Types of Data Security
This type of data security measure includes limiting both physical and digital access to critical systems and data. This includes making sure all computers and devices are protected with mandatory login entry, and that physical spaces can only be entered by authorized personnel.
Similar to access controls, authentication refers specifically to accurately identifying users before they have access to data. This usually includes things like passwords, PIN numbers, security tokens, swipe cards, or biometrics.
Backups & Recovery
Good data security means you have a plan to securely access data in the event of system failure, disaster, data corruption, or breach. You’ll need a backup data copy, stored on a separate format such as a physical disk, local network, or cloud to recover if needed.
You’ll want to dispose of data properly and regularly. Data erasure employs software to completely overwrite data on any storage device and is more secure than standard data wiping. Data erasure verifies that the data is unrecoverable and therefore won’t fall into the wrong hands.
By using data masking software, information is hidden by obscuring letters and numbers with proxy characters. This effectively masks key information even if an unauthorized party gains access to it. The data changes back to its original form only when an authorized user receives it.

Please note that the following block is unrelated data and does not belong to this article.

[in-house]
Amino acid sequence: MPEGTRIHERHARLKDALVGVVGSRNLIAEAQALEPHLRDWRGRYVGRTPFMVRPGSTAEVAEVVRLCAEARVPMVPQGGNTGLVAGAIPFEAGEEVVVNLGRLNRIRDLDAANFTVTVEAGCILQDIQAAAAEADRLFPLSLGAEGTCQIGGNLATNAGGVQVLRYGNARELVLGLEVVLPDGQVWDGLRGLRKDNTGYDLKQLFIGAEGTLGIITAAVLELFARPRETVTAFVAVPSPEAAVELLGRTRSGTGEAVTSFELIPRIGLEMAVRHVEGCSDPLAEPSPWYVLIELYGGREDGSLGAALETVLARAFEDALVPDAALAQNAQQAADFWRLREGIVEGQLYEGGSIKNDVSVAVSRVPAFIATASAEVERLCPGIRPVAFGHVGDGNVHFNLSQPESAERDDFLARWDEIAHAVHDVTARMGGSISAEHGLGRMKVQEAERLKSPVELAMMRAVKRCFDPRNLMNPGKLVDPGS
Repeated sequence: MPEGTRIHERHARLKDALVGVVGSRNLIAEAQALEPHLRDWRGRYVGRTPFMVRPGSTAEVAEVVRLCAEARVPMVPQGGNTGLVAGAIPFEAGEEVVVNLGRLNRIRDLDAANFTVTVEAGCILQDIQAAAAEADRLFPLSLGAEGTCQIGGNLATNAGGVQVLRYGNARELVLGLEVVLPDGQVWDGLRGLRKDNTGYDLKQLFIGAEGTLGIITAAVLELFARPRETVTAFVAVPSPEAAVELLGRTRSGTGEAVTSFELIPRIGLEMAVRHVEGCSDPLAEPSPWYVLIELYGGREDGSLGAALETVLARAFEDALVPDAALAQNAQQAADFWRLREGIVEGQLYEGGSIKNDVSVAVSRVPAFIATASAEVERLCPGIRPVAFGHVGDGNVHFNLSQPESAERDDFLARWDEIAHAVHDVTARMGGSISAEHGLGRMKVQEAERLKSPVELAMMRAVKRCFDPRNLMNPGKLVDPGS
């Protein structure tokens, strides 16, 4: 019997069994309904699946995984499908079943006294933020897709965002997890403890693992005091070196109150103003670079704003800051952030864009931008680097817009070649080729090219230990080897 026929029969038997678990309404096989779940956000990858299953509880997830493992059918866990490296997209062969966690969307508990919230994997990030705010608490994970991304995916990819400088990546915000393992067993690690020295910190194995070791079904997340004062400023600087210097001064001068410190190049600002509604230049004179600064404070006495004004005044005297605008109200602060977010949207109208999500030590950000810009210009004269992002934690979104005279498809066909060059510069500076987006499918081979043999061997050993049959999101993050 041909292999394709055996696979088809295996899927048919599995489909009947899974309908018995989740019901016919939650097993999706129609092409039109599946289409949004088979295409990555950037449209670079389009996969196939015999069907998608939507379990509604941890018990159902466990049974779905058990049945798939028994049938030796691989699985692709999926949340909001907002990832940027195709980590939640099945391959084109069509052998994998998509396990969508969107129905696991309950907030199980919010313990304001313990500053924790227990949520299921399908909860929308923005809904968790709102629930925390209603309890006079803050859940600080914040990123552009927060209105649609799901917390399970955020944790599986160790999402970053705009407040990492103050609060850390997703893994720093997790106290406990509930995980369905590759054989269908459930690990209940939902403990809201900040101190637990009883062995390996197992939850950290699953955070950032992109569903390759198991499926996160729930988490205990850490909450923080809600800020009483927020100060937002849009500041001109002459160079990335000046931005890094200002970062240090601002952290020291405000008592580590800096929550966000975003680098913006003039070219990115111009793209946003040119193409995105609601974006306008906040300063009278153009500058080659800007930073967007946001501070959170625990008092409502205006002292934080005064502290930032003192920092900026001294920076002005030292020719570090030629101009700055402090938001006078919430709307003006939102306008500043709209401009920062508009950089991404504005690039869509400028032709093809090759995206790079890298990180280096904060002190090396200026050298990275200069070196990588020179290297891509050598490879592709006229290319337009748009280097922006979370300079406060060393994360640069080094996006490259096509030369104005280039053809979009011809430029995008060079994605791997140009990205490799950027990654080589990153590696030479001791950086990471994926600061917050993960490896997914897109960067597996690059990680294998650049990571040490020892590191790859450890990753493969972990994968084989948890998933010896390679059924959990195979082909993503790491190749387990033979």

Comprehensive data security means that your systems can endure or recover from failures. Building resiliency into your hardware and software means that events like power outages or natural disasters won’t compromise security.
A computer algorithm transforms text characters into an unreadable format via encryption keys. Only authorized users with the proper corresponding keys can unlock and access the information. Everything from files and a database to email communications can — and should — be encrypted to some extent.
What Is Data Encryption?
Data encryption is a security method where information is encoded and can only be accessed by a user with the correct encryption key. Encrypted data, appears scrambled or unreadable to a person accessing it without permission.
How Data Encryption is Used
Data Encryption is used to deter malicious parties from accessing sensitive data. Encryption makes using intercepted data as difficult as possible. It can be applied to all kinds of data protection needs ranging from classified government intel to personal credit card transactions. Data encryption software is used to develop an encryption scheme which can only be broken with large amounts of computing power.
Types of Encryption – Symmetric and Asymmetric
Encryption is often applied in two different forms, an asymmetric key or a symmetric key.
Asymmetric, or public-key cryptography, uses two linked keys, one private and one public. The encryption key is public and can be used by anyone to encrypt. The opposite key is kept private and used to decrypt.
A symmetric key, or secret key, uses one key to both encode and decode the information. This is best used for one to one sharing and smaller data sets.
How to Protect Your Data
Data encryption is a given in today’s world of cybersecurity. Hardly any responsible security programs are without it. To ensure your data is safe, educate your organization on best practices for data use and sharing.